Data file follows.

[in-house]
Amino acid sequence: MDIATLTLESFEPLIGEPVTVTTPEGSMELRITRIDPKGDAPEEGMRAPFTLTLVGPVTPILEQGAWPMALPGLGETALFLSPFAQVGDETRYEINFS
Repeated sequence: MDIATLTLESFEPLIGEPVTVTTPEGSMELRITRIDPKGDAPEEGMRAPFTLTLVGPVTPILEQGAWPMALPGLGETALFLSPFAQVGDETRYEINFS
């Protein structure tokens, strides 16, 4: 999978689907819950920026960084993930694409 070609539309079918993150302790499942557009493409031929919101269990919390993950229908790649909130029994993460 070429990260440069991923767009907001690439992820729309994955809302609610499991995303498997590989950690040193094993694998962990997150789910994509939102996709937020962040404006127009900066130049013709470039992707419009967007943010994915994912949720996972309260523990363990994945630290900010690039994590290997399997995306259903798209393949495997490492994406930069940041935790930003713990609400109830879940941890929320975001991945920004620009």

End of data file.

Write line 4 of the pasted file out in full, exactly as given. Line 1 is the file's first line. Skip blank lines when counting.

């Protein structure tokens, strides 16, 4: 999978689907819950920026960084993930694409 070609539309079918993150302790499942557009493409031929919101269990919390993950229908790649909130029994993460 070429990260440069991923767009907001690439992820729309994955809302609610499991995303498997590989950690040193094993694998962990997150789910994509939102996709937020962040404006127009900066130049013709470039992707419009967007943010994915994912949720996972309260523990363990994945630290900010690039994590290997399997995306259903798209393949495997490492994406930069940041935790930003713990609400109830879940941890929320975001991945920004620009």